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Edhels - Still Dream CD (album) cover





3.18 | 25 ratings

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Prog Reviewer
3 stars I first heard the name of this strictly instrumental French symphonic outfit in Edward Macan's 1997 book "Rocking the Classics" (an excellent scholarly study of Progressive Rock aesthetics, by the way), in which he cites Edhels as one of three examples, along with OZRIC TENTACLES and DJAM KARET, of where Prog Rock was heading at the end of the millennium.

Like a lot of other contemporary Neo-Prog acts, Edhels (the band's name was supposedly derived from Tolkien, but don't quote me on that) was heavily influenced by more than one classic 1970s role model, in this case blending the delicacy and nuance of golden age GENESIS with the macho instrumental bluster of ELP circa "Fanfare for the Common Man". But guitarist/band leader Marc Ceccotti isn't just another musical tomb raider, and what elevates Edhels above the crowd (besides the welcome lack of any histrionic Neo-Prog vocals) is his gift for melodic lyricism, and a certain Gallic sensitivity to color and tone rarely heard (in the mid '80s, at any rate) on either side of the English Channel.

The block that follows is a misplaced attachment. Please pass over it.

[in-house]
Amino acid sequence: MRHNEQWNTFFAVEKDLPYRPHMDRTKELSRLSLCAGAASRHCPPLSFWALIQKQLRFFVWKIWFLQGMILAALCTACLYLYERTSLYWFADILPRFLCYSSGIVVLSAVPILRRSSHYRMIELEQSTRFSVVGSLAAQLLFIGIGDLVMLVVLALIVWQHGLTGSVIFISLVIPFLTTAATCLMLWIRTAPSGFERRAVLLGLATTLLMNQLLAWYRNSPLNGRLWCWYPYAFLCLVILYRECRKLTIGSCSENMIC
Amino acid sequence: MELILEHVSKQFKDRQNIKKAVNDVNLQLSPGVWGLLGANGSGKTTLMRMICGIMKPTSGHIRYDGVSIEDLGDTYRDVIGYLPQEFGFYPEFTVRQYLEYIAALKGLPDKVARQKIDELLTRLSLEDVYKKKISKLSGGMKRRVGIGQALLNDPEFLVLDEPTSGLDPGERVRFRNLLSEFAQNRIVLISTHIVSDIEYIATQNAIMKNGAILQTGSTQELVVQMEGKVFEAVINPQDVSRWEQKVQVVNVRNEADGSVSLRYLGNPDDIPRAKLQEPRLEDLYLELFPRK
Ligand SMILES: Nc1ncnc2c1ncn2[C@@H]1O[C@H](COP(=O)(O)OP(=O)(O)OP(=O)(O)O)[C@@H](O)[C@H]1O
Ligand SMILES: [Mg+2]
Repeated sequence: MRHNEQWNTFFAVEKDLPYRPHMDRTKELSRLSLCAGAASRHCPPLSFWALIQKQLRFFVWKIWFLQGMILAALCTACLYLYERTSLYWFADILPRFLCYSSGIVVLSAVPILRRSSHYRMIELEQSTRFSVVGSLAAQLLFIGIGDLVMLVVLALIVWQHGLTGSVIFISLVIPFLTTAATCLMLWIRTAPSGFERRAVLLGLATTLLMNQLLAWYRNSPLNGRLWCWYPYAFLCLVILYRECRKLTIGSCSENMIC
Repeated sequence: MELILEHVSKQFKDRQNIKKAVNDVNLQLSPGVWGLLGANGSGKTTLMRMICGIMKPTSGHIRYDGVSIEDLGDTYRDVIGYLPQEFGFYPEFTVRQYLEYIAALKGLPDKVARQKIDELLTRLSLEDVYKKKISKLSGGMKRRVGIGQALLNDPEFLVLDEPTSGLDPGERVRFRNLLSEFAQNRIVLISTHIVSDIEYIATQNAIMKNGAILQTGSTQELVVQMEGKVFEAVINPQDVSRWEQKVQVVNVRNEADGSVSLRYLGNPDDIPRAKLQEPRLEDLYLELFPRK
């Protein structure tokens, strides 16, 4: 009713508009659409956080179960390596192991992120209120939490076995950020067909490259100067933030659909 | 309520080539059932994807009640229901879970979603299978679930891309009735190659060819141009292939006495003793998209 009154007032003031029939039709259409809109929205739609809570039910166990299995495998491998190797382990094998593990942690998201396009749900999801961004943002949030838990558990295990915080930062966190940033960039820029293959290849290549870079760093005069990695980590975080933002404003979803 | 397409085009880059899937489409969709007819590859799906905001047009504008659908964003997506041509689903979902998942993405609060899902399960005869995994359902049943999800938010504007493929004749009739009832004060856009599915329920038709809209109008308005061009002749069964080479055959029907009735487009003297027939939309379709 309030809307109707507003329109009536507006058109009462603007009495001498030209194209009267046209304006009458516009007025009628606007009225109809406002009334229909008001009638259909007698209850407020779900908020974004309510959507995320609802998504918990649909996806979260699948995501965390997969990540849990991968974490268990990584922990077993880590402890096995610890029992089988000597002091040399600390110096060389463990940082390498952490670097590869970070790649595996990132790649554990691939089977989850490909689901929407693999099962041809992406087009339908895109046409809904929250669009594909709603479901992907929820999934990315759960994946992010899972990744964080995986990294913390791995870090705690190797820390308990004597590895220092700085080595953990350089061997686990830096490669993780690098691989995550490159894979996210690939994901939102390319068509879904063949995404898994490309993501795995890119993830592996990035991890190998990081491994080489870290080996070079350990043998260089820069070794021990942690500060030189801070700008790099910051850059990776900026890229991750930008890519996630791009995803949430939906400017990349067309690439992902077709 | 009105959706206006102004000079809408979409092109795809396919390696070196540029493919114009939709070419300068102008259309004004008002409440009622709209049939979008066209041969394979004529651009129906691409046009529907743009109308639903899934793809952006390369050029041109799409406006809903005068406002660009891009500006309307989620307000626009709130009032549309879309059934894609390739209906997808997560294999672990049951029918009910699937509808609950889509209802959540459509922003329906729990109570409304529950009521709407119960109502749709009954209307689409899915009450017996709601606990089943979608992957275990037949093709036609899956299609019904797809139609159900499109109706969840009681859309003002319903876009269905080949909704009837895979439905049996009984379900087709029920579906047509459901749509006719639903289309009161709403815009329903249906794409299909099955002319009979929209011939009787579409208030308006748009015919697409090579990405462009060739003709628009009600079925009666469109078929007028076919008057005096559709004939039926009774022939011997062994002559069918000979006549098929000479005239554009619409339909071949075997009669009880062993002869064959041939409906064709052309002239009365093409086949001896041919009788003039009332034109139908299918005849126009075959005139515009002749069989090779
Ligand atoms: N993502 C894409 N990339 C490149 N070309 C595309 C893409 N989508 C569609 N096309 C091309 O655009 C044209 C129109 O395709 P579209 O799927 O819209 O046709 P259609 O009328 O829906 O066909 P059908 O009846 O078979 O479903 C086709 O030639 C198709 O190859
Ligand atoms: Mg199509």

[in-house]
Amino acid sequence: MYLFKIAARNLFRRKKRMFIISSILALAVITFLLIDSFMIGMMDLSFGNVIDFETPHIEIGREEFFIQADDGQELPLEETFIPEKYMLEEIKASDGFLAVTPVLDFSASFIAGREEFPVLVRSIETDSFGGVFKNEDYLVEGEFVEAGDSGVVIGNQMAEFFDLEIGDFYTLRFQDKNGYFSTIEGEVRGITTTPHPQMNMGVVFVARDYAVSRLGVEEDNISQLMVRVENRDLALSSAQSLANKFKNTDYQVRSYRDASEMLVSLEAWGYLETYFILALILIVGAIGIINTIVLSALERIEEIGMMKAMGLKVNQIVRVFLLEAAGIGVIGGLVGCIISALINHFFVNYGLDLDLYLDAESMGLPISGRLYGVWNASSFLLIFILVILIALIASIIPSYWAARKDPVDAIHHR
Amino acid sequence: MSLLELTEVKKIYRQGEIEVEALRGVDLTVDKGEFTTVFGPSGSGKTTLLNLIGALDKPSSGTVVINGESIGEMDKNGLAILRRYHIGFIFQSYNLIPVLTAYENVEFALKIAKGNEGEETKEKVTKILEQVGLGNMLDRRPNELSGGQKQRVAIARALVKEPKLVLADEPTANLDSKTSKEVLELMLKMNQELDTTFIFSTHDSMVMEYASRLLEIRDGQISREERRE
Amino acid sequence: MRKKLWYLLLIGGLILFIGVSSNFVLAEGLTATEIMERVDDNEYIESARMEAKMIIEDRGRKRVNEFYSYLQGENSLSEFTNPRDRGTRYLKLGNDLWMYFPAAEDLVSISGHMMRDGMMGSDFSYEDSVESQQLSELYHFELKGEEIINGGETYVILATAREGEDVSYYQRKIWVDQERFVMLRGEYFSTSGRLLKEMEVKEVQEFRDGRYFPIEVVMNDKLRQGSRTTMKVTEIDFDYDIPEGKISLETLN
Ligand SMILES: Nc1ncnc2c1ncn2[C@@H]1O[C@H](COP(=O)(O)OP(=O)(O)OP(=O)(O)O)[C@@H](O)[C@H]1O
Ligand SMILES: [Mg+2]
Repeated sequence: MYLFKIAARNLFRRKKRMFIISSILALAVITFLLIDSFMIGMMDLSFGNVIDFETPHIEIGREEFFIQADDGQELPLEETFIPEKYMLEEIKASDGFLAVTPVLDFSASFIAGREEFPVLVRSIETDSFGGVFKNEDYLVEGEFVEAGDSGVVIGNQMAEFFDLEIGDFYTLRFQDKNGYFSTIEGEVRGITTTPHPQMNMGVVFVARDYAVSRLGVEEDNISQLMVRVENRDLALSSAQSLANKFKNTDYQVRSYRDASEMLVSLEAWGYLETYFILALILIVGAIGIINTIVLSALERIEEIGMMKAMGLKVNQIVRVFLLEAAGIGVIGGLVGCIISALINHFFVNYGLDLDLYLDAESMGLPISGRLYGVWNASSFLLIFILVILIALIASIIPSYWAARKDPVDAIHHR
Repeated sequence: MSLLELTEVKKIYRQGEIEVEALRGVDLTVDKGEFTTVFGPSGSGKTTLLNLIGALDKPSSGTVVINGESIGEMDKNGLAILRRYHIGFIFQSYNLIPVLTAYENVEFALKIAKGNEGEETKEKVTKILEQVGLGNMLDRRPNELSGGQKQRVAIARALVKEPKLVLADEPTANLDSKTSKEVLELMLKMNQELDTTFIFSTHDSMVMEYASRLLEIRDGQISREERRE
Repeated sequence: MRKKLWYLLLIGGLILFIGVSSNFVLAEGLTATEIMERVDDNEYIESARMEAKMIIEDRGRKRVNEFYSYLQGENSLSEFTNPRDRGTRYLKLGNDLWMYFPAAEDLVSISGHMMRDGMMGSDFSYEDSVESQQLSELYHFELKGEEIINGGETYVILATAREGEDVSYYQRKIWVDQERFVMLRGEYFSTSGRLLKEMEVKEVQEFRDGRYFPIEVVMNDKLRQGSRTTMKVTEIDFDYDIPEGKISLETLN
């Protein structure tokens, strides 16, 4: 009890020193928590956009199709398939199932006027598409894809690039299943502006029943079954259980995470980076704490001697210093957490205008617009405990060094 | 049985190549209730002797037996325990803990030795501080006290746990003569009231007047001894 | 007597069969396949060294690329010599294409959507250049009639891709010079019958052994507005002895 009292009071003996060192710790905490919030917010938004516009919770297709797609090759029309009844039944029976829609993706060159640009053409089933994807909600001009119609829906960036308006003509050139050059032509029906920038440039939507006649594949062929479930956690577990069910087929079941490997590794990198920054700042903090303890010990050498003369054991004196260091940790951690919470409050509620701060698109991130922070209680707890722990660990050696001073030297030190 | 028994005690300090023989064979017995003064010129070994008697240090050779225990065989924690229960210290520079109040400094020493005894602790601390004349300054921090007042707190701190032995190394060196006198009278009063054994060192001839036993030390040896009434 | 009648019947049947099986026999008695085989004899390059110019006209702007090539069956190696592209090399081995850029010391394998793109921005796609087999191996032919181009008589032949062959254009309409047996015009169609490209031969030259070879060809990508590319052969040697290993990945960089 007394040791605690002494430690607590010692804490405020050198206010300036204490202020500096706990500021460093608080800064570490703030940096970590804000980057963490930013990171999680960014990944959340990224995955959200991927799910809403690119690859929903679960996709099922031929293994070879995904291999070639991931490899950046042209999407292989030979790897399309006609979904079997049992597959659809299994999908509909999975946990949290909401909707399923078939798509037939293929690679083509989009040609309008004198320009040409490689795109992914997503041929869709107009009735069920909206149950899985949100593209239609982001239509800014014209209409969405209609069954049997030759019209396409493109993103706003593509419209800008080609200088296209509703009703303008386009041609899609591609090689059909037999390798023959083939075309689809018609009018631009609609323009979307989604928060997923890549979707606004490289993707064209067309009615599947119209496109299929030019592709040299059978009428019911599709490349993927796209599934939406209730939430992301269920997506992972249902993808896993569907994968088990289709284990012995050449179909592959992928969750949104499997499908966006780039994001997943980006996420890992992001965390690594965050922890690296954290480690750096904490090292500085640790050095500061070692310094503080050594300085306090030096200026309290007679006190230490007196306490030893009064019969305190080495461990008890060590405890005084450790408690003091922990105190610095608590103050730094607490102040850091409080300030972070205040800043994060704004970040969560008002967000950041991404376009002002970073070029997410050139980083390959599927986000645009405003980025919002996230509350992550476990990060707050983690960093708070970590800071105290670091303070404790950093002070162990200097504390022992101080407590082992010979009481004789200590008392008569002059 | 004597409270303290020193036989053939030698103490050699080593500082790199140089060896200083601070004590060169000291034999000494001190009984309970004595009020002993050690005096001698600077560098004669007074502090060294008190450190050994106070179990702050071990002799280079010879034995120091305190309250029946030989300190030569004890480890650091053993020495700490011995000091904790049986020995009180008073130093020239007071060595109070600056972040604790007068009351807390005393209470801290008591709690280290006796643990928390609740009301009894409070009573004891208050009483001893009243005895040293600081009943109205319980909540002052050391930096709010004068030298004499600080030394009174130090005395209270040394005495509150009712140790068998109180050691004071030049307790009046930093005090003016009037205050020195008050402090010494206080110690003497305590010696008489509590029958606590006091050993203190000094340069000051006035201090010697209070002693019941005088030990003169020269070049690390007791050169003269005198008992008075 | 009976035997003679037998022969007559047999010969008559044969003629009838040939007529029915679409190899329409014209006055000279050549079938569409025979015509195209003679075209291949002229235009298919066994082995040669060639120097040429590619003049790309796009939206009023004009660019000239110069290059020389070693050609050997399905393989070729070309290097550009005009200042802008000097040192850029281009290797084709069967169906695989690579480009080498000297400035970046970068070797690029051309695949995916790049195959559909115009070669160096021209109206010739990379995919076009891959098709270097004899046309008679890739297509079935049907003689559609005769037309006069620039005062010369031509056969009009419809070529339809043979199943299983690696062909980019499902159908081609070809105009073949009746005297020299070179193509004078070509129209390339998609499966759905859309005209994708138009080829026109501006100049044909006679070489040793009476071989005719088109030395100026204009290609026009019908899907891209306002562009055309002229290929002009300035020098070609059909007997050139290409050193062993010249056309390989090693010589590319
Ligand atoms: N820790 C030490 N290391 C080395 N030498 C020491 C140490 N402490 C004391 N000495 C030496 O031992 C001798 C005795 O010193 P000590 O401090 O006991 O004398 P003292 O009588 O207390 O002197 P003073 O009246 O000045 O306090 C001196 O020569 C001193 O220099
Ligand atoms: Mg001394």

It's hard to describe the music of Edhels without sounding like a pretentious connoisseur of fine wine. The songs all have a rich, full-bodied sound, textured with lush synthetic strings and electric pianos, and spiced by the occasional tart aftertaste of Ceccotti's Fripp-inspired guitar work (both electric and acoustic: the 42-second epilogue "Twine" wouldn't sound out of place among Mr. Fripp's LEAGUE OF CRAFTY GUITARISTS.

Okay, so the music sometimes lapses into that big, bad midi-drum and keyboard overkill all- too popular in the 1980s. It dates the album somewhat when heard today, but at least provides a little depth and aggression to what otherwise might have been a pleasant but negligible New Age movie soundtrack.

In short: a worthwhile addition to any well-rounded music library, and a band deserving further exploration.

Neu!mann | 3/5 |


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